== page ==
You can’t do any of that on the internet, and it destroys any chance of bonding.
It gets more fascinating when you consider that, for the first time in human history, we’re able to communicate with each other in real-time… without the bonding experience. The closest we ever came before this, was written correspondence, and then the telephone. The internet has put this bizarre situation on steroids.
Exponential road rage without borders.
Psychologically, everyone you “meet” on the internet is an enemy. Emotionally, they’re sitting right in front of you, in your home. But because it’s not physical, your interaction lacks the humanity and kinship. You didn’t experience any joys of bonding with a new person. No settling into a rhythm with each other. No feeling of connection. Instead, everyone online feels like they’ve invaded each other’s territory.
Let’s get back to reciprocity.
When you bond with someone, and they give you a gift, you feel compelled to give them something in return.
When you communicate with someone without the bonding, they can bestow you with all kinds of stuff, without ever triggering reciprocation. Because there’s no emotion. You never met. It wasn’t personal.
“But wait,” someone might say, “I see businesses succeed all the time by giving away tons of information. That must mean the law’s working somehow.”
This is an example of a business doing something that works, but not quite knowing why. When a business gives away a bunch of stuff, it makes for good promotional fodder. Their advertising is more interesting. Partners are more willing to promote them. Potential customers are more willing to get involved because they like the free stuff.
But if a business gives away valuable information and sells more product as a result, isn’t this a case of the Law of Reciprocity in action? No. They’re using information to demonstrate authority. The customer doesn’t buy because he feels indebted to the business. He simply feels more assured they know their stuff.
Consider Amazon.com. Do you shop there because they give, give, give? Or because of their convenience, and you feel like you can trust the 3rd party reviews on all the products they feature?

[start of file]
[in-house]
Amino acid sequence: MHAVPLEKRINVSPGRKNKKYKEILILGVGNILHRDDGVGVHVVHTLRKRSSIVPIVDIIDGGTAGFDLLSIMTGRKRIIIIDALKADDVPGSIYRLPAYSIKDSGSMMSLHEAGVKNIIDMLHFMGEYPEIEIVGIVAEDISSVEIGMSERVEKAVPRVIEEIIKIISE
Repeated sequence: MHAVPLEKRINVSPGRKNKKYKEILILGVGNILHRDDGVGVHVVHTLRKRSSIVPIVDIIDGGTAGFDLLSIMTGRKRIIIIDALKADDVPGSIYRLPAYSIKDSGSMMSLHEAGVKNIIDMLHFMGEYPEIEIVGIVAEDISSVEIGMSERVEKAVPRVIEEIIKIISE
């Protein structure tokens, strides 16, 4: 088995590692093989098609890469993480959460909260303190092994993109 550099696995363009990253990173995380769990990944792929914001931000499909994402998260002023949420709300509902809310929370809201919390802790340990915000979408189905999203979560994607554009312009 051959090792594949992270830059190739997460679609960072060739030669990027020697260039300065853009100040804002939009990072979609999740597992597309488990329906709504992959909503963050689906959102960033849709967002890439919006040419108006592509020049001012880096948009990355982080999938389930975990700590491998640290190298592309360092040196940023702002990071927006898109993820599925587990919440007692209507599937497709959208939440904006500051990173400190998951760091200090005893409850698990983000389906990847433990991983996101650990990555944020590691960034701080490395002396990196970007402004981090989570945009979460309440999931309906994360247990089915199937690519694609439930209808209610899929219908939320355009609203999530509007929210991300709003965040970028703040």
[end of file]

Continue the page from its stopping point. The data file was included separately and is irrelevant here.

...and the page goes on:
Or consider my blog. I’m publishing plenty of information, for free.
What are readers going to do? Send me flowers?
Are they going to bolt upright in their bed one night and shout, “Well gosh darn, that Nate character has published sooo much stuff! I’m just overwhelmingly compelled to shower him with riches!” Are they even going to feel this, beneath their conscious awareness? No. But they might respect my information enough, to feel like I’m an authoritative resource.
I’m not holding up my blog as a shining example of any kind of persuasion. I’m not selling a product at this point. My motivations for writing everything you see here are very different. But I have no delusions that I’ll generate reciprocity from anonymous strangers. No business does. Only people who bond with each other.
But wait… there must be an exception to this.
Sort of. Charities often send gifts via direct mail. But there’s a metric ton of guilt mixed into these promotions. Another exception is a specific way businesses can generate some reciprocity, when bonding occurs between a customer and someone within the business. Here’s how:
If a customer service rep communicates with a customer one-on-one and does the customer a favor, that could trigger the potential for reciprocity. But the customer must feel it’s genuinely one-on-one and genuinely an exception to how the business usually conducts itself. It can’t work with a mass mailing. So, save the Law of Reciprocity for your customer service, not your product launch.